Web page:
I’ve been in sales my whole life. In college, I went door to door selling window siding and roofing. I also spent a number of years working in software sales, learning how to grind out cold emails and hoping to get a few responses – the numbers game.
Today, I work in media sales, specifically podcast advertising sales. In this space, building a relationship with buyers is a far more important skill because it’s harder to differentiate between advertisers. Ultimately, I found that buyers will go with the salesperson they like and trust the most.
Between door-to-door sales and software sales, I also interned at a radio station/media company in college. This led to a full-time job with a small independent radio station. But just one month after I joined, they were sold to iHeartRadio and, suddenly, the company went from 14 people to 100 people. I wasn’t sure this was the kind of sales job I wanted.
On the recommendation of Tommy McNulty, founder of Rhythm, I joined him as part of the sales team at Zocdoc. Tommy was immediately the top salesperson at the company. I realized that it’s because he’s an excellent listener, a high-level expert in healthcare, and had great conversations. He was never pushy and had a calm demeanor. His customers trusted him.
After Zocdoc, I went to Indeed, which was a very fun experience. We had 50 people on the sales floor and everyone was making 80 calls a day. There was a competitive camaraderie based on work ethic and hustling.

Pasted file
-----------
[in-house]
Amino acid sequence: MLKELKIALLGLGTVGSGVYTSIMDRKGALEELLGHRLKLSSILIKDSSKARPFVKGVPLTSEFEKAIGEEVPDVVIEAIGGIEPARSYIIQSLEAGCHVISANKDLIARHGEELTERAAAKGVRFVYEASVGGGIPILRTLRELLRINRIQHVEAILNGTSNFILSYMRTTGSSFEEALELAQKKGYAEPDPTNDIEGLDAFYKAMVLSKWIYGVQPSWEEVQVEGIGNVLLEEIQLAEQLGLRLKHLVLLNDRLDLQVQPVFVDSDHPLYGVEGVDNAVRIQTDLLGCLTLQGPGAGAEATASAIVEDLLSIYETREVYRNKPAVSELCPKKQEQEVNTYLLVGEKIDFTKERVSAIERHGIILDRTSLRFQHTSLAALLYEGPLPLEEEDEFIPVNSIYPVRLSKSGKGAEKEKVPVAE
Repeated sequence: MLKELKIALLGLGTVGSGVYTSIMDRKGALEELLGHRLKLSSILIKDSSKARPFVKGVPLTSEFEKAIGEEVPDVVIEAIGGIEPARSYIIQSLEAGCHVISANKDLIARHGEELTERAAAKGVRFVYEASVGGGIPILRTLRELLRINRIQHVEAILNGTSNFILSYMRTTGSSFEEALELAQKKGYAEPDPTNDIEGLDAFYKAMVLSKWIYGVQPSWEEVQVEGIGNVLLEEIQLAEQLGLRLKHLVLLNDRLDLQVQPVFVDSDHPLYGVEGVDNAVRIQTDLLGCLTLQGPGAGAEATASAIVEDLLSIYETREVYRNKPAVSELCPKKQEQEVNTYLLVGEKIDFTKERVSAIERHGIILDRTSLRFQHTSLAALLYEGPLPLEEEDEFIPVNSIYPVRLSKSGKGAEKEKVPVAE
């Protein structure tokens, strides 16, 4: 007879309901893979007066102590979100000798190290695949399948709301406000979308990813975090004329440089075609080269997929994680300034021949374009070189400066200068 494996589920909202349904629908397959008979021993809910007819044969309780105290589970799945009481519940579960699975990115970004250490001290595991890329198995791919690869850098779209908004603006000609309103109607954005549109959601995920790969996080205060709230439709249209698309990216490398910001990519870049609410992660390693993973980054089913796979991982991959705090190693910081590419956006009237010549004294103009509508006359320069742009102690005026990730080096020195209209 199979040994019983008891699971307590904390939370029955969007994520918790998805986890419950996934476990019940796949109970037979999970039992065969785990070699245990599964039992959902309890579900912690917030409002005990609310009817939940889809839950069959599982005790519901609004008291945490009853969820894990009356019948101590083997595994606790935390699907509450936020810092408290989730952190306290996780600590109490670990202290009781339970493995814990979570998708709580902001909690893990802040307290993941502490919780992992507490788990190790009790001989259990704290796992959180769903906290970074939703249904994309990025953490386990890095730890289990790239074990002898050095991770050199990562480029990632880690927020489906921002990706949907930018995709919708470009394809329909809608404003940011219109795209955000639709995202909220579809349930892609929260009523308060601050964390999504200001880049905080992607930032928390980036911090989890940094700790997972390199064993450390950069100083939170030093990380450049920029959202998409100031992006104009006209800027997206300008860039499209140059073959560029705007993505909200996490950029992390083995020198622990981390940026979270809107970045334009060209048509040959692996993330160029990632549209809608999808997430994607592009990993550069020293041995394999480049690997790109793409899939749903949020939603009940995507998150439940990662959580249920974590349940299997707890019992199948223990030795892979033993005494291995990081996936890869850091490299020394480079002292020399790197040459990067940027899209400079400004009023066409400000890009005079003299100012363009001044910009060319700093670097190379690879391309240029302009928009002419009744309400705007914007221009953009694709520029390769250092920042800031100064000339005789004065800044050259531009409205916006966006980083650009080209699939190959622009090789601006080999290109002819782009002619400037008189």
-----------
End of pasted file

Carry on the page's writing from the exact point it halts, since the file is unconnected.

Indeed sent all of their sales reps to Dale Carnegie Sales training where we learned how to understand what motivates a client, not just what they need from our product. Successful sellers find out what they care about, how they achieve their goals, and what they really want (like a promotion).
Learning what motivates a client goes a long way towards building trust. When they see that you care about making them successful, they’ll want to talk to you. You can become the top 1% of the people they want to talk to. I found this sales training to be so impactful.
If you google, “how to earn trust” you’ll get lists of ideas – some good and some bad. But in my career, I’ve learned that earning trust can be broken down into 3 steps: be brutally honest and transparent, be an expert in what you’re selling, and always be consistent.
It’s important to put honesty first at all times. That includes when you make an error. You’re not just a faceless sales rep behind a phone, so show your human side. A customer might choose to shop around more, but at the end of the quarter when they have budget to spend, they’ll go to you if you’re trustworthy and accountable.
I work with The Athletic, and our audience is men ages 35 and up. If that isn’t your target audience, then we’re not the right match for you. Don’t mislead customers on things like this. You have one shot at a first impression. They’ll remember the time that you let them down, not the other 99 times that you did well.
When I get on a phone call and a prospect tells me they have $10,000 to spend, but I know that our $500 package is actually the right fit for now, I’ll recommend that. In the short term, I make less commission, but in the long term, they’ll come back later with a bigger buy.